Master’s and Ph.D.
The Judicial Studies Degree provides a formal academic setting in which judges and qualifying adjudicators can integrate technical studies of the judiciary with more academic ones in an effort to provide an intellectual assessment of the role of the American judiciary.
The program is a collaboration between the University of Nevada, Reno (UNR), The National Judicial College, and the National Council of Juvenile and Family Court Judges (NCJFCJ). A major academic objective of the degree program is to help create and define a new academic discipline, judicial studies. Receiving a master’s degree in judicial studies recognizes current accomplishments in judicial studies, encourages further achievements and enhances one’s career. A Ph.D. is available to judges who achieve the Master of Judicial Studies degree.
Judicial Studies is a challenging, stimulating academic degree program designed to:
- Provide a structured, interdisciplinary academic curriculum applicable to your judicial needs.
- Encourage judges to take an active role in teaching, planning and administering judicial education.
- Provide experience (by virtue of the master’s thesis and Ph.D. dissertation requirement) in conducting and publishing research of interest and applicability to the judicial system.
- Provide an academic degree program with national scope and impact.
Admission to the Judicial Studies Degree program is limited to graduates of ABA-accredited law schools who are serving full-time on the bench at the time of application. Upon acceptance, judges may continue to participate in the program if they retire or are not re-elected. Exceptions may be made for full-time sitting judges who are graduates of recognized foreign law schools or graduates of non-accredited American law schools who have been admitted to the Bar and when it appears that the applicant is otherwise qualified and would, if accepted, contribute to the success of the program. Applications are accepted throughout the year.
The curriculum focuses on judges and their roles and contributions to American society, and on the improvement of services rendered by judges in a free society. The curriculum encourages students to become more proficient in the diagnosis and analysis of problems through the use of techniques developed by the social, behavioral and natural sciences, as well as by the humanities. Also, the curriculum requires the study and assimilation of research techniques used by professionals who testify in court. These same techniques will be used by students to study issues important to the advancement of the discipline of judicial studies.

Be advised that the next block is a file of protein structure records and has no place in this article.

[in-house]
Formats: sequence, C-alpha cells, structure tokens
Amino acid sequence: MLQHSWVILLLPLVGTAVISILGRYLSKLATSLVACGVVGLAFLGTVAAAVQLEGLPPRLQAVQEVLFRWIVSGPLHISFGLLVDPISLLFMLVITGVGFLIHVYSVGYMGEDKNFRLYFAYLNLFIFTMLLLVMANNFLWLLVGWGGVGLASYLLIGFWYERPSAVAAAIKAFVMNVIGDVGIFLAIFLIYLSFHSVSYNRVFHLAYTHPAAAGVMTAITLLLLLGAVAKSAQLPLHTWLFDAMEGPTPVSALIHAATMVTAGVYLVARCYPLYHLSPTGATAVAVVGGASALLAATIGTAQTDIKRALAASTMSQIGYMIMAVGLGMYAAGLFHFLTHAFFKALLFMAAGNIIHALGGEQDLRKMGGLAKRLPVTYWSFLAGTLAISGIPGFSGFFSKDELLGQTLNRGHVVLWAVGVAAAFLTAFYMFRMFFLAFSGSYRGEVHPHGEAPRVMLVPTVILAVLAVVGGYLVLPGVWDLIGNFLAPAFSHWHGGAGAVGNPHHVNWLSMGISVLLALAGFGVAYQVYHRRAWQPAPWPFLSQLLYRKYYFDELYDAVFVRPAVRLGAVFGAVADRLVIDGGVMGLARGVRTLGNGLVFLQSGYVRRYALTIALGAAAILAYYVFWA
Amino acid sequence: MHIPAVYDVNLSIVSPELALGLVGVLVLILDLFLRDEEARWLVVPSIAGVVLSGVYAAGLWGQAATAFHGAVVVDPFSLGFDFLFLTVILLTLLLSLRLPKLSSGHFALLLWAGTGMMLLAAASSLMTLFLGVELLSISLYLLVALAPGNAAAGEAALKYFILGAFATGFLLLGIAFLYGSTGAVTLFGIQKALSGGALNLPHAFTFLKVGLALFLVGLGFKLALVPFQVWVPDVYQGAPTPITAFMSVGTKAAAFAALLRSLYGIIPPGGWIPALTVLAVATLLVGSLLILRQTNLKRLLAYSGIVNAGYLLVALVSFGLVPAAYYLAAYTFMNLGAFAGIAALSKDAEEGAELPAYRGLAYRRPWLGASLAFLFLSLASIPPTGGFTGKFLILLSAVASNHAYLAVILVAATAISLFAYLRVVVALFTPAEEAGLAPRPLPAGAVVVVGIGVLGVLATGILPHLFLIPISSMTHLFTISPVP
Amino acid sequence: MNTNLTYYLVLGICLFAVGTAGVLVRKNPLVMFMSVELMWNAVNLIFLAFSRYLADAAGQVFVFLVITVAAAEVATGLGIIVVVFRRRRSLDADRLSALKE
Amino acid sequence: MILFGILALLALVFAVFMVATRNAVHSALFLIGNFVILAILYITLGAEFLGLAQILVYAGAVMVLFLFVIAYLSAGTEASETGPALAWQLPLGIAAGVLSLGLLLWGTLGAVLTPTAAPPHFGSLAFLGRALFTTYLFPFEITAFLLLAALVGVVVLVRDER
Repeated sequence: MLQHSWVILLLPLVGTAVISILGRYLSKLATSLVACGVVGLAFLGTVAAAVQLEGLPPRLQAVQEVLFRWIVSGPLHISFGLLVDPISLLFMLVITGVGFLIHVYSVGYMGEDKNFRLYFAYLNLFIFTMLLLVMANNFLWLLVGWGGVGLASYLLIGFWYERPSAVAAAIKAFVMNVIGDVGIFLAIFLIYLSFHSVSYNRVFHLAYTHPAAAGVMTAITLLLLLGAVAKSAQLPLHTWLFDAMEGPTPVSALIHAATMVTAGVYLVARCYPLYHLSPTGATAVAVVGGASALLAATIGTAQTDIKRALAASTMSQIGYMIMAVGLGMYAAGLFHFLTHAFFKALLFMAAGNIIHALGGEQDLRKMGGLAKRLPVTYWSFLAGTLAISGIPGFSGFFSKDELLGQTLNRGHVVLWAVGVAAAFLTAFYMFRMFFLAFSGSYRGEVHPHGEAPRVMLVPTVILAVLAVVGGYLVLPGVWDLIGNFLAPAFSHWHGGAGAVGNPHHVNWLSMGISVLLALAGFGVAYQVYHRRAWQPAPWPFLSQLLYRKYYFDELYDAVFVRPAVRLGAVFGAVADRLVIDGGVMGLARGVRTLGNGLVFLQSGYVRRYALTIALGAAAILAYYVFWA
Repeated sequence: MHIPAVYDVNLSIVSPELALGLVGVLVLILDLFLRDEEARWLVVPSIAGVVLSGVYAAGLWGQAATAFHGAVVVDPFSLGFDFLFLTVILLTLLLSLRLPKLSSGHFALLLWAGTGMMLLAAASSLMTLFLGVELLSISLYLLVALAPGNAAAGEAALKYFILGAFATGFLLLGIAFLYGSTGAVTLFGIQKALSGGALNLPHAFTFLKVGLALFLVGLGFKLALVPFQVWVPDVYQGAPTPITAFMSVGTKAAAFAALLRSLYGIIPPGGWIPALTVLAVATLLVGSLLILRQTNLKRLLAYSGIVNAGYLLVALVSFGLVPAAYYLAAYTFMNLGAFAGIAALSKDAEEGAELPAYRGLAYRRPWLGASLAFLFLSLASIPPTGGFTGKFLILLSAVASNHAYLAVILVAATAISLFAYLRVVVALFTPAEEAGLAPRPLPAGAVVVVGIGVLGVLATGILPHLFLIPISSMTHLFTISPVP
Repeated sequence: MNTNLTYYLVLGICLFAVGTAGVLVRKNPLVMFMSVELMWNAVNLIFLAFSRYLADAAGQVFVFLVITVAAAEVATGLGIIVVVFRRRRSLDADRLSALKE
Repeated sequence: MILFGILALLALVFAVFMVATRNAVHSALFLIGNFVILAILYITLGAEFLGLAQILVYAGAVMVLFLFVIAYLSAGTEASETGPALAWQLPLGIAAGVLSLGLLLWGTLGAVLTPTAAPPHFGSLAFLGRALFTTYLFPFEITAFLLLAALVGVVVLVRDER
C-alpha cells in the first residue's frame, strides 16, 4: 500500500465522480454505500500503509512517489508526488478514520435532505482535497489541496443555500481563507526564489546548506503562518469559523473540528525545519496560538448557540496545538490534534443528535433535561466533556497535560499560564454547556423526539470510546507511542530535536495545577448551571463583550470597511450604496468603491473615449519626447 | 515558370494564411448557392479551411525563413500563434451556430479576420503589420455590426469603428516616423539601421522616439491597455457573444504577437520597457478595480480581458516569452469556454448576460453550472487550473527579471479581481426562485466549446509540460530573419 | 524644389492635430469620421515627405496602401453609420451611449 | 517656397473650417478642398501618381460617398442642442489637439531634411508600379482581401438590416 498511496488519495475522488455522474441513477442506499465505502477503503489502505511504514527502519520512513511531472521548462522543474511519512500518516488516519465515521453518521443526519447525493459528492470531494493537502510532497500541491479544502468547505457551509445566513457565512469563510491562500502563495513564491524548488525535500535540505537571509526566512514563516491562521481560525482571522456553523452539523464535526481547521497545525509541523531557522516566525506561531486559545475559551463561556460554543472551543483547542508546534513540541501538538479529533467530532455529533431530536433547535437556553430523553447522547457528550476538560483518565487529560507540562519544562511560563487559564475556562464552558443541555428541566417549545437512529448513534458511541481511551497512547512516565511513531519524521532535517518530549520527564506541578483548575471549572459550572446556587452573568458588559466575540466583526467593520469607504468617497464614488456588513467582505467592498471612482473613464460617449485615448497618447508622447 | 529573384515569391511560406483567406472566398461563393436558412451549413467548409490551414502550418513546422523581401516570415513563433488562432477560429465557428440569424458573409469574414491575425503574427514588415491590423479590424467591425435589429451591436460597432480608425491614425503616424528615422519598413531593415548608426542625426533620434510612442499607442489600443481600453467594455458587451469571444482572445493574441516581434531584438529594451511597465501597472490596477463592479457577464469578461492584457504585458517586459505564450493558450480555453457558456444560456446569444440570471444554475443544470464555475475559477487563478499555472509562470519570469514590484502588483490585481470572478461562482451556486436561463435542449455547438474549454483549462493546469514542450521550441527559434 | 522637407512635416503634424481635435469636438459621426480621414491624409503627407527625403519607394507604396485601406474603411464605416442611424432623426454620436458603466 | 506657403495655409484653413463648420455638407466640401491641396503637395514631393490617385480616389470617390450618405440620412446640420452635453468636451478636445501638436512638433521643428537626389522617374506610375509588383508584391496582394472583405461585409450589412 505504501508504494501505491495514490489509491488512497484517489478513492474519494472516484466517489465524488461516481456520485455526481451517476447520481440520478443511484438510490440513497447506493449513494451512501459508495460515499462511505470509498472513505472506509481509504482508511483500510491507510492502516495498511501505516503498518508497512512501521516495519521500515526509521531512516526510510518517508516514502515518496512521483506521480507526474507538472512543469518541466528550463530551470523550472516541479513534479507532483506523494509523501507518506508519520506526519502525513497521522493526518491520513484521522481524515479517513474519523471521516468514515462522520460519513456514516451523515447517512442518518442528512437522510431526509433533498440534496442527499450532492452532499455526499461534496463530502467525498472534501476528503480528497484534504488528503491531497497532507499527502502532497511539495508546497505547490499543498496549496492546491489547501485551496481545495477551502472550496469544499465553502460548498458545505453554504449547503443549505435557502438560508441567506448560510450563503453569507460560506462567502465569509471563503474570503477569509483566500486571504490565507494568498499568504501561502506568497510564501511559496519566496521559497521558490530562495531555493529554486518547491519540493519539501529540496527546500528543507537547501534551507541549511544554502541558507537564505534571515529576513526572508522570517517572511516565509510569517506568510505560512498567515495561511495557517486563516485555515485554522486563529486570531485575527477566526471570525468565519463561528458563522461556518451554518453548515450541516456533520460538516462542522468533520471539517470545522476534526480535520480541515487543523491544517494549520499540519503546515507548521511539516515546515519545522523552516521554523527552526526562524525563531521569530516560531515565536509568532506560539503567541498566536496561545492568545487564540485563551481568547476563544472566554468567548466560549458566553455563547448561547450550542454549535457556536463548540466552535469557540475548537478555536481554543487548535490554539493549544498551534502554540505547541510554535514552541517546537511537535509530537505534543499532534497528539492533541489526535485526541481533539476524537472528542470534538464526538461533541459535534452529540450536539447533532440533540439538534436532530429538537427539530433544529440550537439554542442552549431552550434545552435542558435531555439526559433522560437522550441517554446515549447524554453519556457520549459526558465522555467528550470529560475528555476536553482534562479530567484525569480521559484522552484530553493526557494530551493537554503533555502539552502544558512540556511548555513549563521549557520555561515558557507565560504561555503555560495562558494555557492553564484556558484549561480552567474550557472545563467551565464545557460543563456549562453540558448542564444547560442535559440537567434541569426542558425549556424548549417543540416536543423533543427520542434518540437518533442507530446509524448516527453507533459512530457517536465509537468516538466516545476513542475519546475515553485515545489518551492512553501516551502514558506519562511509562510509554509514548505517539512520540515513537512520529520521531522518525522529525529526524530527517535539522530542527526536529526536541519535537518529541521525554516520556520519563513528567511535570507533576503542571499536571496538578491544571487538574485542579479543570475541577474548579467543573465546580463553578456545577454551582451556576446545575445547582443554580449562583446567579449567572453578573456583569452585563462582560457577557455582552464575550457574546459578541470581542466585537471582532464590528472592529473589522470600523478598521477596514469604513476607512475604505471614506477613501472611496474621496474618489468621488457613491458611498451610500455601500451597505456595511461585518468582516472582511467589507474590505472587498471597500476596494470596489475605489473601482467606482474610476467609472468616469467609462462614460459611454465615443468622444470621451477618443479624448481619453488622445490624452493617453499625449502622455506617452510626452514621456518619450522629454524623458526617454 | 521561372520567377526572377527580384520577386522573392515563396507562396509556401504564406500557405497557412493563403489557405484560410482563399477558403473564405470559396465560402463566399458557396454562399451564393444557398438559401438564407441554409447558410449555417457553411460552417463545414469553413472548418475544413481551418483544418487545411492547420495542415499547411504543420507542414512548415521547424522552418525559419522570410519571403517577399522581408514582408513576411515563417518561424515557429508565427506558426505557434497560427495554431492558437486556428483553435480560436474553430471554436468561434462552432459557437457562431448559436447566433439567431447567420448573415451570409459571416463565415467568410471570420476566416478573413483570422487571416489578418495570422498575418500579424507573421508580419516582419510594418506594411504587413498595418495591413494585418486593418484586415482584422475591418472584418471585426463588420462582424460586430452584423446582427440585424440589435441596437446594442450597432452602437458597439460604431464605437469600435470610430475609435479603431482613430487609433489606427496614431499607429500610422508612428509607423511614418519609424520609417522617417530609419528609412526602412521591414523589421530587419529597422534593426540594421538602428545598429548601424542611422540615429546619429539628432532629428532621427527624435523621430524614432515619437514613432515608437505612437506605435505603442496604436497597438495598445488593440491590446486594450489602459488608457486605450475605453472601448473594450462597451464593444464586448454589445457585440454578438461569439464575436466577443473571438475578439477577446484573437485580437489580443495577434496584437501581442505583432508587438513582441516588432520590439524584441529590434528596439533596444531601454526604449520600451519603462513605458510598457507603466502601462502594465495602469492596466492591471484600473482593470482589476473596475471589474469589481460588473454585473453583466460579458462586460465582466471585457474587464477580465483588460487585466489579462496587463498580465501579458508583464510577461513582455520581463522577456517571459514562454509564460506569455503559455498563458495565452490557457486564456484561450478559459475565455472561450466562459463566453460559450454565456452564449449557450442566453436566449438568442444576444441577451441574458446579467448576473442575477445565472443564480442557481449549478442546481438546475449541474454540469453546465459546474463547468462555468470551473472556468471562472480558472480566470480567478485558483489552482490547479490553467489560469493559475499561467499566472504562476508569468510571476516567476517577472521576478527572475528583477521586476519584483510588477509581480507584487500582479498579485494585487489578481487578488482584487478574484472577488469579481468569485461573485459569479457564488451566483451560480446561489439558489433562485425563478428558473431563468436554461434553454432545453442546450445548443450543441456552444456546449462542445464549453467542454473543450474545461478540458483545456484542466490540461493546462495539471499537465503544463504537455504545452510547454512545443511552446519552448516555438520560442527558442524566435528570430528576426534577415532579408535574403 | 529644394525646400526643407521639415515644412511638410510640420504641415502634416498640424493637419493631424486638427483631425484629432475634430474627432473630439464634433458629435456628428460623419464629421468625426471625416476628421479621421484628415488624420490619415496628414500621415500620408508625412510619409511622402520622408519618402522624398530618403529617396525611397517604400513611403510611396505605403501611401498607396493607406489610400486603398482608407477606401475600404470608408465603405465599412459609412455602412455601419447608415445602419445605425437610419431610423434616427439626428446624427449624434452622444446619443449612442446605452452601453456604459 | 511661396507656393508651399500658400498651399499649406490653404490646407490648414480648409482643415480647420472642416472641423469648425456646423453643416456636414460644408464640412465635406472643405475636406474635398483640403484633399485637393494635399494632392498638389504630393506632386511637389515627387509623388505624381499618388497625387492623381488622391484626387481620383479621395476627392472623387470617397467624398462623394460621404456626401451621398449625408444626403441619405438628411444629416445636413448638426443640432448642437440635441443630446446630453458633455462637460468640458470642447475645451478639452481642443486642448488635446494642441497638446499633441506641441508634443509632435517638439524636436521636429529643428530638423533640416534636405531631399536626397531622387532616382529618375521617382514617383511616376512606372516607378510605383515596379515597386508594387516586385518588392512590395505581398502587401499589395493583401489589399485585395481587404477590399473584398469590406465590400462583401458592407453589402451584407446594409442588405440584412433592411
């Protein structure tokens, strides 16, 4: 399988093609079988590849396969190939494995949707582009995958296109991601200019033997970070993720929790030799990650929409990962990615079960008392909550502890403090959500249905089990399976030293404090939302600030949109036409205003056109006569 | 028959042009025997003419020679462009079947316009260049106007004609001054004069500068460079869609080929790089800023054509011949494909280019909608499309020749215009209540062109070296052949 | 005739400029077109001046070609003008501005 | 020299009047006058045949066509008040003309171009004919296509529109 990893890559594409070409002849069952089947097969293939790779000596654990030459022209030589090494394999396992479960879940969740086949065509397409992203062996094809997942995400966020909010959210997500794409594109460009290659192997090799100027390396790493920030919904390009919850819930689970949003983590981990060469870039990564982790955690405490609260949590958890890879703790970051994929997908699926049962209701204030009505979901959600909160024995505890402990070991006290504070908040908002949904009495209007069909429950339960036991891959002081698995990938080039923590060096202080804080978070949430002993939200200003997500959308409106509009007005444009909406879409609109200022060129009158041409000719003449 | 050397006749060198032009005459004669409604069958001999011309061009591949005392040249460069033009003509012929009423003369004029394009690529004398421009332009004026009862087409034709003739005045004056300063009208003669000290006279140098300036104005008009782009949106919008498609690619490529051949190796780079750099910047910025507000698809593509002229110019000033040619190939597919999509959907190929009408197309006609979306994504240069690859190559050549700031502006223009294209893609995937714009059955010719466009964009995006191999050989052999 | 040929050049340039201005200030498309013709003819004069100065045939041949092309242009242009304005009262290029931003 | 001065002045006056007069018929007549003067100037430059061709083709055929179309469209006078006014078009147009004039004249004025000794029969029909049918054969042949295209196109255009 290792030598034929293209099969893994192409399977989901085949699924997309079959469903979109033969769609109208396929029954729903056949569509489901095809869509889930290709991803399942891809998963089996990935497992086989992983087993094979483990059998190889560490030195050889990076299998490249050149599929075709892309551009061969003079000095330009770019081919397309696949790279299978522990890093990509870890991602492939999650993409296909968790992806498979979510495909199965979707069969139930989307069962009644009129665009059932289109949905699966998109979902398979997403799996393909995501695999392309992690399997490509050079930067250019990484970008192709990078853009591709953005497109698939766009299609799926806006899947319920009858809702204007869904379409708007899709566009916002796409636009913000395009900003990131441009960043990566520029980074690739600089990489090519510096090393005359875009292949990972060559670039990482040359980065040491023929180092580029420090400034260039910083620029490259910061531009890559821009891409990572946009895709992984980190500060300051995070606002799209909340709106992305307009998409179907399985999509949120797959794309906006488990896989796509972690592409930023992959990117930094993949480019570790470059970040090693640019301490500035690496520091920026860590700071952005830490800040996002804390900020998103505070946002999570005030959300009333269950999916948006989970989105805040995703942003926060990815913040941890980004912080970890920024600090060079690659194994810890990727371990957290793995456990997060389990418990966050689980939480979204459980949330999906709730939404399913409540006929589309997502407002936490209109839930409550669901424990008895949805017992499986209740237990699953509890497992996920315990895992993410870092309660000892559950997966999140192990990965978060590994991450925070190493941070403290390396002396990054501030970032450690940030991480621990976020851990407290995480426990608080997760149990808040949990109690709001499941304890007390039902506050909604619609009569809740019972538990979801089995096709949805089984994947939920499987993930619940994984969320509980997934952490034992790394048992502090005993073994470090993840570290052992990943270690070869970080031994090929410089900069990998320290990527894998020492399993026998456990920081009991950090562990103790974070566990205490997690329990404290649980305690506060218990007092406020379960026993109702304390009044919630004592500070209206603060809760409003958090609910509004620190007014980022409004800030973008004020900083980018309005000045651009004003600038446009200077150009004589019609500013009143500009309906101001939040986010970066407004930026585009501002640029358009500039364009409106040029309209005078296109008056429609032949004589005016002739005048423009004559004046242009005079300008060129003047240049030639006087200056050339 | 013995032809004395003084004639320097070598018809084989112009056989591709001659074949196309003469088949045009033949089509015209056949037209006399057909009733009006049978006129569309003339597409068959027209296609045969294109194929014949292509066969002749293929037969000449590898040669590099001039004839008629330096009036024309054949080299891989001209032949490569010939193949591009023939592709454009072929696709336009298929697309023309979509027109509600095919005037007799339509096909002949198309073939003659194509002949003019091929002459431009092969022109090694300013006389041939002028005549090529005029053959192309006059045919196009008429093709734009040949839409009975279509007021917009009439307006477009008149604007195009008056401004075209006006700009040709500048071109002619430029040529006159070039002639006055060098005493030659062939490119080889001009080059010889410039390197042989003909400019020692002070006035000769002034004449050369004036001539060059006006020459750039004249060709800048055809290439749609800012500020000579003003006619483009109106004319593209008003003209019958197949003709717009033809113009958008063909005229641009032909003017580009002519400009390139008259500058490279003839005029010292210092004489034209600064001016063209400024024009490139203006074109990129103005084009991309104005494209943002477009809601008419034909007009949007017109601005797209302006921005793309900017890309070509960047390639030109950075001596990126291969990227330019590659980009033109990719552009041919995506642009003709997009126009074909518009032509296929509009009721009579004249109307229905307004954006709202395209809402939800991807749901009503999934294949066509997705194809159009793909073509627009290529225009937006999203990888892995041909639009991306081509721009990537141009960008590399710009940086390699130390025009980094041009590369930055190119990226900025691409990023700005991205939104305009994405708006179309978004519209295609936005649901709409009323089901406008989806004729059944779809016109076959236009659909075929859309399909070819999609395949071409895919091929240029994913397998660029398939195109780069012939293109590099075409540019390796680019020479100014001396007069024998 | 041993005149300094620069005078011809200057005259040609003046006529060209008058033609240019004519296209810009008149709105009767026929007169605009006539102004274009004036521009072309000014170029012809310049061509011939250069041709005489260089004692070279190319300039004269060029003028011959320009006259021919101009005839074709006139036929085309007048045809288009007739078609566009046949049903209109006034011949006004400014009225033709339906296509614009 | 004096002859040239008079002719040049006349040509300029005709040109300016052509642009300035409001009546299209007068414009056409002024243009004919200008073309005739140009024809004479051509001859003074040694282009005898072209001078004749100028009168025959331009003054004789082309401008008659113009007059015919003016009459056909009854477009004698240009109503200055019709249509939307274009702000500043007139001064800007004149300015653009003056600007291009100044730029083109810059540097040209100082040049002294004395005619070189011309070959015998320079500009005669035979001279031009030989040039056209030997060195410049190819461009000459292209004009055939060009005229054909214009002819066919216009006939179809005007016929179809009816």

Completion of Coursework
To obtain the Master of Judicial Studies degree, a student must complete a total of 32 credits, which is comprised of 26 coursework credits and six thesis credits. A student has up to six years to complete the master’s program, but it is designed so it can be completed in three to four years. To complete the program in three years, a student must be able to spend a total of at least 12 weeks on the UNR campus during two consecutive years for completion of the UNR requirements. There is also time required for completion of NJC or NCJFCJ courses, depending upon course schedules and the qualifications of a candidate for retroactive credit. Please see the JS advisor listed below for “Retroactive Credit by Examination” eligibility. Coursework for the Trial Court Judges major also requires completion of NJC resident-session courses, for a total of 14 credits. This includes the General Jurisdiction or the Special Court Jurisdiction: Advanced course and specified one-week courses, including Judicial Writing.
To accommodate the trial schedules of students, the program is designed to provide considerable flexibility as well as maximum use of time spent on campus. Students may take day courses from UNR, which are two weeks in length, the NJC or the NCJFCJ, which are typically one week in length, concurrently with the UNR four-week evening course.
Considerable effort has gone into making maximum use of the relatively short time students will spend on campus. Students should expect to spend non-classroom time reading or preparing for end-of-course examinations or projects, both before and after course attendance. The completion of the thesis requirement will be accomplished outside of classes. To receive course credit, students should expect to attend each course in its entirety and schedule travel plans accordingly.
To obtain the Ph.D., a student must complete an additional 49 credits beyond the Master’s, consisting of 24 coursework credits, one comprehensive exam credit, and 24 dissertation credits.
University of Nevada, Reno
Shawn C. Marsh, Ph.D., Director of Judicial Studies
(775) 682-7987 firstname.lastname@example.org
Sherri Barker, Judicial Studies Program Officer II
(775) 682-7982 email@example.com